It’s no surprise that employees get agitated when requests are sprung on them at the last minute.
Do you spring things on your front line workers at the last minute and then wonder why they react negatively?
I want to talk today about the tendency for many production facilities to give their people so little notice about changes that it ends up causing irritation in the worker and in the team as a whole.
Think about your own reaction when you find out about things at the last minute. It’s frustrating, isn’t it?
In a production environment there is one thing that is constant – change. Customers make changes, schedules change, timelines change, and that means that you, as a leader, will need to announce changes to your team.
The key is to give as much notice as possible to the people that are impacted by that change.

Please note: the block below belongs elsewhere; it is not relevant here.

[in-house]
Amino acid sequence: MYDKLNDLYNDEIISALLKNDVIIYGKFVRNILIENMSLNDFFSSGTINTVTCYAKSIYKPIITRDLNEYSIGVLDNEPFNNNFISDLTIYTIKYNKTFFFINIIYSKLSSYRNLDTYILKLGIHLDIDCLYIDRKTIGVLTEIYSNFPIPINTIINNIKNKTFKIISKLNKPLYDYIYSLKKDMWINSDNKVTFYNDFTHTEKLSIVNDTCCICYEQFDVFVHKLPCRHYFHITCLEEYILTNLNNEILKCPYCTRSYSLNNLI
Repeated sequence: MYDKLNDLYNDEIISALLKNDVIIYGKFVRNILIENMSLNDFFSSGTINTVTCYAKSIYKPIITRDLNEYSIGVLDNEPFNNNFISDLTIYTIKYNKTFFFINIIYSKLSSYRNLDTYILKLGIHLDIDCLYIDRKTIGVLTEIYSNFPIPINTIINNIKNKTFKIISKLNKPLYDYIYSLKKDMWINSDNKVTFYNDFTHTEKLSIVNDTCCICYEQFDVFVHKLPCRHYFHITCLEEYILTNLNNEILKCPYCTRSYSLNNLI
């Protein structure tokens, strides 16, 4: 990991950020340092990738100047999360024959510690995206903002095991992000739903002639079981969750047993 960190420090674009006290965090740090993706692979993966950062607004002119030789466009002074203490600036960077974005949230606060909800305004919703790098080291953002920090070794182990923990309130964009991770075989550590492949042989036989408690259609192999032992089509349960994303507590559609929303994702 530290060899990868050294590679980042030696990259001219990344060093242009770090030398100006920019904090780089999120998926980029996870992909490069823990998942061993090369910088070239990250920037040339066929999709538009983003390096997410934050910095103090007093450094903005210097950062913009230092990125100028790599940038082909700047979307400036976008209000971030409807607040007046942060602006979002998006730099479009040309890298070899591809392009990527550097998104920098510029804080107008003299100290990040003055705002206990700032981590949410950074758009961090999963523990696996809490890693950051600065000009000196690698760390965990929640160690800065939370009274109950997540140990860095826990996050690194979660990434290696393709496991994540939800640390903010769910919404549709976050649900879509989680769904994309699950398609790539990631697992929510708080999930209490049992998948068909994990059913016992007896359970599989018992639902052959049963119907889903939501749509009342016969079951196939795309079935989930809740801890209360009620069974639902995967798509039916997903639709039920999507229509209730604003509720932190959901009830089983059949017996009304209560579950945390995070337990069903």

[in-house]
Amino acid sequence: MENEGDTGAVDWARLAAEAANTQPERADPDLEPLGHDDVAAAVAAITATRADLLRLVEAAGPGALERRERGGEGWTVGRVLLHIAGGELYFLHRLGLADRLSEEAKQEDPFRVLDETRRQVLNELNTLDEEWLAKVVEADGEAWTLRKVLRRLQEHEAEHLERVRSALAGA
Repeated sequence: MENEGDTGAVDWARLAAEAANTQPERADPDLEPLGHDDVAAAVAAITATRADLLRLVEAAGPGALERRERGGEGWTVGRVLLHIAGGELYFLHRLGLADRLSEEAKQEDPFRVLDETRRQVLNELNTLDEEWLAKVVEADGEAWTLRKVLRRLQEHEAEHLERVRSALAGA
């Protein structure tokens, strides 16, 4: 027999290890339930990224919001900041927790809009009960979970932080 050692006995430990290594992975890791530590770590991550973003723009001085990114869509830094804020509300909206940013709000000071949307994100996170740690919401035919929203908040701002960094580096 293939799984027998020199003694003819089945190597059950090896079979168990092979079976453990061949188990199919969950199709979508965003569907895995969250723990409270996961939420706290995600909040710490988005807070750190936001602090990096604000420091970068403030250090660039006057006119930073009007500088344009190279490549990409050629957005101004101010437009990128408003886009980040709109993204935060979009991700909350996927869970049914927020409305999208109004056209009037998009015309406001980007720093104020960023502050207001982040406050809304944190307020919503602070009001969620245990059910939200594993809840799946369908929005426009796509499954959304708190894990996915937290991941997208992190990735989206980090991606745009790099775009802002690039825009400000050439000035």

Coming to your team 15 minutes before the end of their shift and surprising them with the request to stay an extra four hours isn’t going to be well received. Letting them know an hour earlier would be better. Four hours earlier would be awesome.Coming to your team 15 minutes before the end of their shift and surprising them with the request to stay an extra four hours isn't going to be well received. Click To Tweet
Another example might be asking your team to instantly give you input on problem-solving or continuous improvement opportunities. This isn’t as effective as giving them a bit of time to think about what you’ve asked them.
Giving your team more of a heads up and more time to think will improve your relationship with them and help to create a harmonious team.
They won’t see you as their enemy. They’ll see you as their leader who is respectful of their time and them as a person.
How do you ensure that your team always has information in a timely manner?